Ryan Gosling’s left shoe is made of gold and dipped in chocolate and if sold will save the orphanage. My left shoe is worn through the heel and reeks of chicken grease and stagnant mop water and if I were an orphan I’d think Ryan Gosling was a saint. My abs lack definition and my cheekbones can’t cut glass when I smile so I’m happy there’s a Ryan Gosling to carve the stainglass windows of the cathedral which overlooks the orphanage. These children need something to look up to and if it wasn’t the Holy Father in his bedazzling display of light they’d have nothing to believe in besides Ryan Gosling’s left shoe. And what sort of faith is that, putting a man on such a pedestal?
It’s not okay to be in love. It’s, in fact, a very dangerous thing. I’d recommend you avoid it, but it’s not much of a choice, is it? You know how the girls are, which is not how the boys are, except when it’s exactly how the boys are, when they are all afraid that the next one is the last one, or the last one will be the last one, or that there never will be a last one. So they can be quite shitty to each other; we can be quite shitty to each other. We can also be quite beautiful in moments, the way a storm is beautiful when it’s holding court up above and a bird flies in place and for a few minutes it feels like the whole planet stopped turning; the sky is purple, your heart is a wind chaser, she is a safe place to rest and this cyclone keeps on spinning. No one asks to get off, but only one ride lasts forever and it takes all we have just to make forever feel like a full life. So we give in. To love. To being loved. And in the fall, we think, this is yet another of my many mistakes for which I will surely pay a dear price, but.
Over the duration of my project, I’ve had a few opportunities to see my writing in print, both in small presses and on the national stage. Every chance to put my writing in front of new eyes offers a burst of excitement, as I’m sure any artist would admit. The real goal for a writer, though, is to put out a book with one’s own name on it, something that is yours and only yours.
For me, such an opportunity presented itself a few years ago when I was approached to publish a collection of poetry I entitled “The Road So Far.” That’s the cover over in the sidebar. If you click on the link, you’ll notice that it’s listed as out of print. I would like to do something about that, but the truth is I have no control over it. “Why?” you ask.
Let me tell you a fantastical story. It’s just a story. I made all of this up. Pure fiction.
About a month after my article in the Washington Post appeared, a woman – let’s call her Susan – contacted me via e-mail. She said she had read some of my writing and was interested in publishing a chapbook through her imprint named Soaring Bird Publishers. It was a flattering offer and I agreed to meet with her.
I write loads of poetry, posting frequently on this website, with a few poems even being published online and in print. But I’ve never considered myself a poet. It’s not where my true talent lies (that true talent: drinking without a hangover), and it’s not my passion. But the act of writing poetry can be very cathartic, a release of pent up creativity when I’m not in a place to sit and work on a novel or short story.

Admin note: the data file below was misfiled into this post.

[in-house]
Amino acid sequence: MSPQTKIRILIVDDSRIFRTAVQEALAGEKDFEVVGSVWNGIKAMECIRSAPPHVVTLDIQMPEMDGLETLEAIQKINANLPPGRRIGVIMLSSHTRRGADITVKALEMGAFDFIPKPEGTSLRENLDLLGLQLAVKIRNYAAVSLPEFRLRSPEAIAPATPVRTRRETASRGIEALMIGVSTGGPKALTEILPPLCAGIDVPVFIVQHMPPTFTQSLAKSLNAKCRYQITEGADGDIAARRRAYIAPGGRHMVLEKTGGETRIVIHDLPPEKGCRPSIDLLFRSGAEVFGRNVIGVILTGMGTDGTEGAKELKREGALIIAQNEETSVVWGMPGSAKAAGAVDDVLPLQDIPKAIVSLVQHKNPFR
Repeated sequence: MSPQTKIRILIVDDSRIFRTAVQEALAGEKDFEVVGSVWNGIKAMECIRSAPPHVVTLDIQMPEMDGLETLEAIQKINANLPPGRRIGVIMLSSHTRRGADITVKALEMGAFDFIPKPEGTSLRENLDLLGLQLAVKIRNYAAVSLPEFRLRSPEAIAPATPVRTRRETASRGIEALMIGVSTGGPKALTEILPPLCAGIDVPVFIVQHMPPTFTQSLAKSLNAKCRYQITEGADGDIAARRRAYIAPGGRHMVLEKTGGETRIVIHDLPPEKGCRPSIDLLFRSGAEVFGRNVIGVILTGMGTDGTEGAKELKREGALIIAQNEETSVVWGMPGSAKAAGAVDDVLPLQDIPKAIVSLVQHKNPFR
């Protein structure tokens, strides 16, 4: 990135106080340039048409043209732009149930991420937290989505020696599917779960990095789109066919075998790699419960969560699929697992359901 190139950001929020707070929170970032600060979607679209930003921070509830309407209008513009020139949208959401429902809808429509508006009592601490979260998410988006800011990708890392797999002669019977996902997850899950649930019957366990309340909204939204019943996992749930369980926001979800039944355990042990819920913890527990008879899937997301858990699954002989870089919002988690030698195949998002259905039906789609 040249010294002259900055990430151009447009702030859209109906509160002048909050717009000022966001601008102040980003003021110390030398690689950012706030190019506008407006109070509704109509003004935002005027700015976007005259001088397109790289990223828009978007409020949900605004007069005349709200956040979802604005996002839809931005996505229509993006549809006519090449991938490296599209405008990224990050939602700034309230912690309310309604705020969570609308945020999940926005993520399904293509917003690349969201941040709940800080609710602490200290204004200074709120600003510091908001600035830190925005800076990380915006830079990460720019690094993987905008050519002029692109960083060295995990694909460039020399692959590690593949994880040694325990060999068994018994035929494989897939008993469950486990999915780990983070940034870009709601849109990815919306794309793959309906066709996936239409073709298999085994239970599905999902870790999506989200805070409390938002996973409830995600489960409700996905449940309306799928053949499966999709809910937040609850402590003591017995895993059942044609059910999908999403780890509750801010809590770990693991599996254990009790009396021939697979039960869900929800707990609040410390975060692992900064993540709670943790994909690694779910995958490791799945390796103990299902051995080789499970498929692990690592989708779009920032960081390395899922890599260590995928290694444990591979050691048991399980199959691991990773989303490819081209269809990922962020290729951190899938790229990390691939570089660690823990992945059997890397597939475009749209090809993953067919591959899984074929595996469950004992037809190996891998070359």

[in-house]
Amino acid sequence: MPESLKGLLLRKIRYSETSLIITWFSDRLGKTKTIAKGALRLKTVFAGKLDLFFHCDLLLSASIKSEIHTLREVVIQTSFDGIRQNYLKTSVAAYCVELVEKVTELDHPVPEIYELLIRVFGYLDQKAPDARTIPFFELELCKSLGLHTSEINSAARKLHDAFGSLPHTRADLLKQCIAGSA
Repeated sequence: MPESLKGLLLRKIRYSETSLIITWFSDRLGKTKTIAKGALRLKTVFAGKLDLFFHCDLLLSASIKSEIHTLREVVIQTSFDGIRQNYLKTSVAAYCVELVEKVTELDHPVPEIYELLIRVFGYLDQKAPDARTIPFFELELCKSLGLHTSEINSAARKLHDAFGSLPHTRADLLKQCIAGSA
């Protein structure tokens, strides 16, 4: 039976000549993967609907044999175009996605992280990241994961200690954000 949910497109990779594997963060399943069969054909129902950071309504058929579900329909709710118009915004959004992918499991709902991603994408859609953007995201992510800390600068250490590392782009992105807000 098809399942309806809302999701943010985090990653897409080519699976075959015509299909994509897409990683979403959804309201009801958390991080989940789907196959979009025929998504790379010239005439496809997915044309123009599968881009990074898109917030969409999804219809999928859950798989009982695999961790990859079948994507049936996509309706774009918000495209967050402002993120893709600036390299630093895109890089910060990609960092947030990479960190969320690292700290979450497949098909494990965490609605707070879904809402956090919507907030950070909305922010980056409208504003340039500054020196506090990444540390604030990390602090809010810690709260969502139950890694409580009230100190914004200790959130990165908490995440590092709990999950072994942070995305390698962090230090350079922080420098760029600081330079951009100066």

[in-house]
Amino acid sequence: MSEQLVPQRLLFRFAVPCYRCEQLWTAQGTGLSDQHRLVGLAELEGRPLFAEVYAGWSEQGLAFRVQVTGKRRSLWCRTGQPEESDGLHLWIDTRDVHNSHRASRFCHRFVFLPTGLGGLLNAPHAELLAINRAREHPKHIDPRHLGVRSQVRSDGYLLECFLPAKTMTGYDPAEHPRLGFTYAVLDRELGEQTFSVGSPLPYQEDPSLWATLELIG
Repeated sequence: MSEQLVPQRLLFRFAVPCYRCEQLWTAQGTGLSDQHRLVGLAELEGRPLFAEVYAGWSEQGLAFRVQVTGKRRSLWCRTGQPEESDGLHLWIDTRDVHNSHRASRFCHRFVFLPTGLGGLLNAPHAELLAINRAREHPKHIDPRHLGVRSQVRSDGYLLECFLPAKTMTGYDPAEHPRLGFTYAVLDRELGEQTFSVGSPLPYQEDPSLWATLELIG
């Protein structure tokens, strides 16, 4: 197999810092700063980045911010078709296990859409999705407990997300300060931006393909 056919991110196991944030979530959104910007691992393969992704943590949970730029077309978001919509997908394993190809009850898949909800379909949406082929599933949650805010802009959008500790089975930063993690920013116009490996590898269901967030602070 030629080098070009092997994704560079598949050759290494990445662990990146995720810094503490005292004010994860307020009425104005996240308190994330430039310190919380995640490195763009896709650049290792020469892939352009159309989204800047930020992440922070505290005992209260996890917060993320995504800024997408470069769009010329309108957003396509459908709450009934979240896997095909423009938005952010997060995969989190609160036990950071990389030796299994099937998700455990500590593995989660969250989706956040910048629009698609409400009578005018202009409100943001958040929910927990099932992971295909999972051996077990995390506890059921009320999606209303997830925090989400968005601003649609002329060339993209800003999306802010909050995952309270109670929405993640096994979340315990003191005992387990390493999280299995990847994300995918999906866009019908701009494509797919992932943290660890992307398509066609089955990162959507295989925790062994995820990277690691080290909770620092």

I had previously looked into self-publishing a chapbook just so I could have some writing out in the world, but I ultimately rejected the idea. It seemed like a lot of work for something I was only half-interested in doing, and I am pretty adamantly anti self-publishing. So when Susan offered to publish my poetry, I thought, “Why not?”
Meeting Susan and her boyfriend/husband/partner/haberdasher in a coffee shop in Seattle, I brought a selection of poems I felt were most worthy of inclusion in a chapbook. We sat for a bit, discussed her plans for the collection and she explained that she had worked in the offices of publishing companies for most of her career (not as an agent, though). Having retired from that work, she was interested in finding local artists to represent and publish.
No, it wasn’t Penguin or Harper Collins, and in fact, this would barely be a step above self-publishing. It was someone else wanting to put out my work, though, someone who was going to take the effort and produce a professional looking chapbook. Again, I thought, “Why not?”
The universe has a way of answering those “why not” questions.
My initial email communications with Susan were spaced a month apart in the beginning, our greetings leaping from Halloween to Thanksgiving to Christmas. In January of 2012, we had more regular correspondence and it felt like actual progress was being made. She said she had an “e-proof” of the book and would be forwarding it on to me for editing.
Then silence for nearly 2 months.
In the winter of 2012, I was unemployed and concerns about the chapbook fell on the back-burner. It was a rough couple months of financial insecurity, alleviated partially by a friend who offered me construction work. Around that time, a reporter for the local NBC affiliate contacted me. He had heard about my 10 Cities Project from friends at a party and wanted to do an interview with me. A bit of light in a dark Seattle off-season.
My frustration with the slow or non-existent responses was only compounded when she attempted to take credit for the NBC interview. This lie was the last straw: I told her I didn’t want to go forward with the chapbook anymore.
She insisted she had put in considerable time editing the book and promoting it (though she never indicated how) and assured me I would appreciate the final product. I said that if she sent me a physical copy of the book to proofread along with a contract, I would look it over and decide whether or not to sign off on it. She agreed.